The key is to adapt to the pads—not to make them adapt to you! Initially, focus mitt training will prove to be the source of much frustration. But, I promise you that within weeks you will notice a significant improvement in your coordination and mental speed.
Do not cheat yourself! You must be patient and start off slowly and in good form. You can speed up as your adaptation speed improves. Ask your partner to take note of any bad habits you have, such as telegraphing your punches, or dropping your hands. You want to correct as many bad habits in training as you can because you won’t have that opportunity in competition or a real fight.
The following is one of my favorite focus mitt drills for developing mental quickness and adaptation speed.
For this drill, have your partner hold the focus mitts still. Pick a number for each type of punch. A jab could be number one, a cross could be two, a hook could be three, and an uppercut could be four. Now have your partner call out a number at random. You must respond by executing the strike designated for that particular number as fast as you possibly can. Your partner should vary the tone of voice and the rhythm at which the numbers are called in order to make it as challenging as possible for you without making it too difficult.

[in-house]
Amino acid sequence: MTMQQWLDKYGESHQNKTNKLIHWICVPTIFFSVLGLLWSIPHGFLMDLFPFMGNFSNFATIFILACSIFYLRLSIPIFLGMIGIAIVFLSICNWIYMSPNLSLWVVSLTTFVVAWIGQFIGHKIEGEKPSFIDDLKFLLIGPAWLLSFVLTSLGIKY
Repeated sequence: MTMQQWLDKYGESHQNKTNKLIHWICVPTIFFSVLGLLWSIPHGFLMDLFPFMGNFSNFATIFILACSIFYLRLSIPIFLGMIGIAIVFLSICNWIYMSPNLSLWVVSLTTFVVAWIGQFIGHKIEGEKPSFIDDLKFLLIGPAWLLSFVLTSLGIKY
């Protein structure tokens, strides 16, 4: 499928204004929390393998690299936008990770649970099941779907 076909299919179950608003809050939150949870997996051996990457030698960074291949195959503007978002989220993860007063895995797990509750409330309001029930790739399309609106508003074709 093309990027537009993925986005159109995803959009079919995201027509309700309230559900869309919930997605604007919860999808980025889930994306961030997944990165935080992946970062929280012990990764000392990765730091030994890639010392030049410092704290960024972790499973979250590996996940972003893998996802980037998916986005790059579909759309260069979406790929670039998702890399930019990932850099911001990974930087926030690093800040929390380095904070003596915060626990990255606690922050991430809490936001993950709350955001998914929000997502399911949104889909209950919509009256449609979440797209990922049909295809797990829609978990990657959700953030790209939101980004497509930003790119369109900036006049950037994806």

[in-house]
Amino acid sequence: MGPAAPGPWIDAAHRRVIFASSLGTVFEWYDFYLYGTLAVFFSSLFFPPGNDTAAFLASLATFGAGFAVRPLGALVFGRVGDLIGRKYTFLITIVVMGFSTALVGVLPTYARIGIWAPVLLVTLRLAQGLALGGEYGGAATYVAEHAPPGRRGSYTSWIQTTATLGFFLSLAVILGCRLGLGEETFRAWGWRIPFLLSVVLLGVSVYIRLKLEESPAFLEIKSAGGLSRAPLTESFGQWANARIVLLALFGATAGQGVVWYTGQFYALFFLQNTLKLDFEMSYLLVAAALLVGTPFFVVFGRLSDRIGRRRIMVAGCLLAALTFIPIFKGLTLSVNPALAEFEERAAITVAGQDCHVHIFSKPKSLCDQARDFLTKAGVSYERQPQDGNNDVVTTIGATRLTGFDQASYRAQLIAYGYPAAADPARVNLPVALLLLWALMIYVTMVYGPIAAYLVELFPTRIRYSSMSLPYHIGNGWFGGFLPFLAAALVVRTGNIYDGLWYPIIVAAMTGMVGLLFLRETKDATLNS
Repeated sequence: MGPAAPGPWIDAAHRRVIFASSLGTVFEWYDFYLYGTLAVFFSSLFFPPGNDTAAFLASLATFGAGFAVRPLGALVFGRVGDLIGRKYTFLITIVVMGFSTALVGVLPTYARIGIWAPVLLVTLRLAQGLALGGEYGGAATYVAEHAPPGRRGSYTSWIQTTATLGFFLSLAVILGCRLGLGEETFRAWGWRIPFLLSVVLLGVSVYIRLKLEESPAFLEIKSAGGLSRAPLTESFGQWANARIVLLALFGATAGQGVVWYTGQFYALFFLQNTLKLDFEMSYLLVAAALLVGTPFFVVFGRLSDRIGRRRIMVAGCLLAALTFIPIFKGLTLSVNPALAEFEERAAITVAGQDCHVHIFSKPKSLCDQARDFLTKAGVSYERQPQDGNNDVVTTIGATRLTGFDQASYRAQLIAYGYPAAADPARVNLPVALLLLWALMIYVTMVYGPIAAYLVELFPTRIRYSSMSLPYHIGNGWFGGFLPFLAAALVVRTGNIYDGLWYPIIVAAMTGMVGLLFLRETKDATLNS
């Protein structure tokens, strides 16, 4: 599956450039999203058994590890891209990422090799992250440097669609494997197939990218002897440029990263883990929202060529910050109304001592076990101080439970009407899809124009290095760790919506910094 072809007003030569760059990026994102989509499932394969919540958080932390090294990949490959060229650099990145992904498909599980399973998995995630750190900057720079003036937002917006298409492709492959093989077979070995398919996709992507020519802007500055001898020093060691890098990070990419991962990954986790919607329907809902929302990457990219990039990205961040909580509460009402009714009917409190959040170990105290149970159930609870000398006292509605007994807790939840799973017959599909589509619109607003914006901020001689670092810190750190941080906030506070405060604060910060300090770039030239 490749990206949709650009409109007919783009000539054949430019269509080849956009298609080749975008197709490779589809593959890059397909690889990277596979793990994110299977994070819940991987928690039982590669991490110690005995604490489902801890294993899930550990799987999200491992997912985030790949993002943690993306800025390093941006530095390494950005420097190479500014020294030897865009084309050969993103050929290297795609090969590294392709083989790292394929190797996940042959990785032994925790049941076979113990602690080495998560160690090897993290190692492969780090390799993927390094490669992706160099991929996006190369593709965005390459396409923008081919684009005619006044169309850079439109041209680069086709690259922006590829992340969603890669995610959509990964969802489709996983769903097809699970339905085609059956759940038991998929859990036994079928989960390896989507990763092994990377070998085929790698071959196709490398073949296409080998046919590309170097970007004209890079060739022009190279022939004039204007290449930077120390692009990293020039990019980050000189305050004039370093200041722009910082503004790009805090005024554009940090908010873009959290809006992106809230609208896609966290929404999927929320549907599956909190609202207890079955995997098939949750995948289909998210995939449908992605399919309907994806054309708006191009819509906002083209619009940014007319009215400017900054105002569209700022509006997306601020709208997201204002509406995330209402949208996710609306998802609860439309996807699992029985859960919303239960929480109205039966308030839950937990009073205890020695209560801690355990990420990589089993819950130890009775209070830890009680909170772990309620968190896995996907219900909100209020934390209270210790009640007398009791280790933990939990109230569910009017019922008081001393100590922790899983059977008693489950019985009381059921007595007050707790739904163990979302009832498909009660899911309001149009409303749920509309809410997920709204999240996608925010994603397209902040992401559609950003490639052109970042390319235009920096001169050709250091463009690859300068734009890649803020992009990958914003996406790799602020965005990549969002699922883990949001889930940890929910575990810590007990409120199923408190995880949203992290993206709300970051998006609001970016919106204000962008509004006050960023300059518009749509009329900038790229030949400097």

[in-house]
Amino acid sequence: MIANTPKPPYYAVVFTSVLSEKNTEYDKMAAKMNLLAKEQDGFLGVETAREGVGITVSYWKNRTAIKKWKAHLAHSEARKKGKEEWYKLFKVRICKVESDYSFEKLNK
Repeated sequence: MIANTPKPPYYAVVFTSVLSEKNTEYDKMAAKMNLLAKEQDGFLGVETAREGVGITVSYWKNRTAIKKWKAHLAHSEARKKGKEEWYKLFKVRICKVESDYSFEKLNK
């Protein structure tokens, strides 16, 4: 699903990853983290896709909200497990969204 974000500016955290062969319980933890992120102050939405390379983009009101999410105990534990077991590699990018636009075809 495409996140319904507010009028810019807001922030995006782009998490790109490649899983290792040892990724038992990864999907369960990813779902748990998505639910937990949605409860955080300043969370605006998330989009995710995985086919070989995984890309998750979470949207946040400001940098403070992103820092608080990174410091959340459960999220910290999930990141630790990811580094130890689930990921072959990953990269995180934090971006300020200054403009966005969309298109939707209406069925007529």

This drill will virtually drive you crazy at first, but progress and mental speed development will come fast. You are in the process of tuning up your mind. If you find that four numbers are too many to start with, try it with three or two. As your adaptation speed improves, add more numbers. Use kicks, punches, elbows, knees, headbutts, or whatever else you come up with by designating a number for each. Be creative and always strive to make your training intense, but enjoyable.
Mental Shadow Fighting
Your imagination can be a very effective teacher. But, some people are not receptive to new ideas and teachings. If you want to tap the power of imagination, you will have to keep an open mind.
The imagination must be exercised like any other muscle. Being pressured to learn something that you really want to learn anyway is very effective. It might surprise you to find out how quickly you could learn a new language if you happened to find yourself alone and lost in another part of the world. The experience and assimilation would be unlike any language course you could find.
So you see, the imagination is something that you must be motivated to use. Once you are sufficiently motivated, learning becomes faster and easier.
Although you can develop speed in the shortest possible time by training with someone who is faster, the next best choice is an imaginary partner who is faster.
Envision yourself being attacked by one or more muggers. As they close in, you explode into action and defeat them handily. Concentrate on seeing yourself adapting to their every move with ease and explosiveness. I like to call it “fighting the Predator.”